“When creatives judge their fellow creatives in awards shows, one might argue that it's a good way to ensure strong work. Others might argue, it gets a bit ‘incestuous’,” Adweek, another global advertising trade magazine, says.

Epica Awards

Founded in 1987, Epica is the only major ad industry awards show judged solely by journalists working for marketing and communications publications around the world. It highlights that its judges are journalists who are largely detached from the personal relationships of advertising—and even barred from judging work from their home countries.

We personally interviewed Mark Tungate, a British Journalist and author of "The Epica Book", Adland: A Global History of Advertising and other subjects specializing on media, branding, travel, lifestyle trends. He is also a favorite speaker at conferences around the world. Here he is:

Apart from being the only awards show judged by Journalists around the world, what makes Epica an important award show? 

Tungate: I think the answer is in the question. The fact that we have this unique jury of journalists means that we’re entirely objective and unbiased. None of our jurors are going to vote for or against a piece of work depending on whether they once worked at the agency, or they’re in the same network, or a rival network. They are interested in great work, that’s all. I’d also say Epica, as an event, is one of the few places where the worlds of journalism and creativity overlap. But as communities, both agencies and journalists are storytellers. So they can learn from one another.

Has the number of entries to Epica Awards grown over the last 3 to 5 years? If yes, how many percent? 

Well, we’re a fairly modest awards show and the number of entries has stayed fairly stable at around 4,000 a year. In fact in 2016 the exact number was 3,800, a 2% increase on the previous year. Obviously, it would be nice to have more, as the fridge in our staff kitchen needs replacing, but at the same time, we’re not greedy or money grabbing. Having said that, the mix has changed slightly. We get more entries from independent agencies now - in fact they make up around 50% of our entries - while the networks tend to enter slightly less work, but of a very high quality.

Who designed the Epica logo and why was it named that way? 

We rebranded a couple of years back. Our website and logo were designed by an agency called Vasava, in Barcelona. They’re extremely talented friends of mine: we worked together years ago on a book about the history of the jeans brand Diesel. The pyramid represents the peak of success, of course, while the black lines represent lines of print. Epica stands for the Editors’ and Publishers’ International Creative Awards.

Would AI (Artificial Intelligence) invade advertising in the future?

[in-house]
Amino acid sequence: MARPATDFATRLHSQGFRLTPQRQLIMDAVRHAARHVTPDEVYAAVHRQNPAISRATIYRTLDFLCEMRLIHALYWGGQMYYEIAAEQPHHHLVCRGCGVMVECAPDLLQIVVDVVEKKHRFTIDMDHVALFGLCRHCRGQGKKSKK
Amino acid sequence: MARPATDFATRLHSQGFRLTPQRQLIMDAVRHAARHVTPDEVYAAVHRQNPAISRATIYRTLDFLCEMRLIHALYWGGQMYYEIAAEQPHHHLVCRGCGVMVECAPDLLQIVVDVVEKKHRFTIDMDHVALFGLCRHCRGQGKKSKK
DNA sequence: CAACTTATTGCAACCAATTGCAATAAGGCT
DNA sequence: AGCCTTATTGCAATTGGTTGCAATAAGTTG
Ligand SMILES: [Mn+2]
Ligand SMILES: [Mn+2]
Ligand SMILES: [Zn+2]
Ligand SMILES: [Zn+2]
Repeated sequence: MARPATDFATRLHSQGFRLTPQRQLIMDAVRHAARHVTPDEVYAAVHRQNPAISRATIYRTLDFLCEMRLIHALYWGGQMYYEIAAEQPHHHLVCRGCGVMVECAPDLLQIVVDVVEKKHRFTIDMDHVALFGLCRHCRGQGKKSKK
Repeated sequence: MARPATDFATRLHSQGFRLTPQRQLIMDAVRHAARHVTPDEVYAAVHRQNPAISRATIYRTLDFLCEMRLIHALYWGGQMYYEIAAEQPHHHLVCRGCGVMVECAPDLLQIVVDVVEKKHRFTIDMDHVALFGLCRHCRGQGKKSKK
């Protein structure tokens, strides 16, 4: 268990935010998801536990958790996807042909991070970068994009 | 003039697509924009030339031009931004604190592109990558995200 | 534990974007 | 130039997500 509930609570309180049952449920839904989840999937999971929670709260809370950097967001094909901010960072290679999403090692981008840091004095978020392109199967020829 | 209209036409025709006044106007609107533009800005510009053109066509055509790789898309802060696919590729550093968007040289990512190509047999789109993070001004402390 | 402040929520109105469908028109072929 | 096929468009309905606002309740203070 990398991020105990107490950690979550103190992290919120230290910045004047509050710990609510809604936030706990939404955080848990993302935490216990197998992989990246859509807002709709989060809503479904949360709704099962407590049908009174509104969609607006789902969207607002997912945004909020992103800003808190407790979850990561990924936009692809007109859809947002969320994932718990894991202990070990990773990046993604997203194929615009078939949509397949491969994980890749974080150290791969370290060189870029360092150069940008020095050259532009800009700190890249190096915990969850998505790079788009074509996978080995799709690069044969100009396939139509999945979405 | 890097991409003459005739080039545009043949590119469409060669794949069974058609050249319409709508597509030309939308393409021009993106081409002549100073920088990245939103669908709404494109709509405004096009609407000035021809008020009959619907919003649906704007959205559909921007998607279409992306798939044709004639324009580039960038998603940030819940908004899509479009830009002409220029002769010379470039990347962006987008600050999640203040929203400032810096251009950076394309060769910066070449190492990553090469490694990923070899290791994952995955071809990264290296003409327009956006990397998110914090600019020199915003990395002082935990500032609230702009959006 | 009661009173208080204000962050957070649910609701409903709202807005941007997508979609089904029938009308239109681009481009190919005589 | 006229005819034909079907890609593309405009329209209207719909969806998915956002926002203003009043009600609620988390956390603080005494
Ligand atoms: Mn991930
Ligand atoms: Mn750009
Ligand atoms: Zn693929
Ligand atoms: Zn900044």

There have been a few recent examples of agencies experimenting with AI, but they remain fairly anecdotal for the time being. It’s true that chatbots are being used as marketing tools and replacing customer help departments. But I’m pretty confident there will always be room for human creativity. Our foibles, anxieties and strange obsessions are also what make us effective creators. Could an artificially intelligent human being make the film “Blade Runner”, which is essentially, a discourse on what it means to be human? I don’t think so. 

Without newspaper journalists, would respect for other Journalists diminish? 

Seriously, I think the image of the incorruptible newspaper journalist, seeking after the truth, is a romantic one that continues to have a certain allure. That’s certainly what attracted me to journalism as a young man. That and Tintin, obviously. But in today’s world, I’m not sure it’s possible to be “just” a newspaper journalist. You have to be skilled at video, social media and even podcasting. The journalist of today is a multimedia one.

What would be the medium of the future, let’s say in the next 5 to 7 years? 

Interestingly I think certain high-quality print media will survive. Newspapers and magazines will be regarded as artisanal, almost luxury items, rather in the way that vinyl records are today. I’m a great believer in what I call “analogue snobbery”.

Books are going that way, too. But it seems certain that the vast majority of media will be consumed on mobile devices. I read The New York Times on my phone every morning. Having said that, at the weekend I tend to buy the hefty print version and sit at a café poring over it. It’s the difference between taking a quick shower,or wallowing in a bath.

How extensive are you reaching out to Asian markets? 

Getting better, I would say. Last year we had gold winners from the Philippines (two, in fact!), India, Japan and Taiwan. We also had entries from China, Indonesia, Malaysia, Sri Lanka and of course Thailand, which is a very creative market. Part of the problem is that we’re based in Paris so we can’t travel extensively in Asia promoting the awards. Got a fridge to pay for, you know.

There are some people who don’t believe in awards, your thoughts?

Not everyone likes awards, but everyone likes to win one. Plus, agencies like to measure themselves against the competition, in my experience. It’s true that awards require an investment, and many of the shows have become rather expensive to enter, but at the same time they motivate hard-working staff and build creative careers. It’s pretty difficult to say “I’m one of the world’s most creative people” without being able to prove it in some way. Awards help with that. I could tell you I’m an author but sooner or later you’re going to want to see one of my books.

 Tungate’s latest book, "The Escape Industry", history of travel industry from the perspective of its most iconic brands, was launched in Europe last week and will be rolled to the US market on October 28, 2017. Interested parties who may want their work judged objectively, may log on to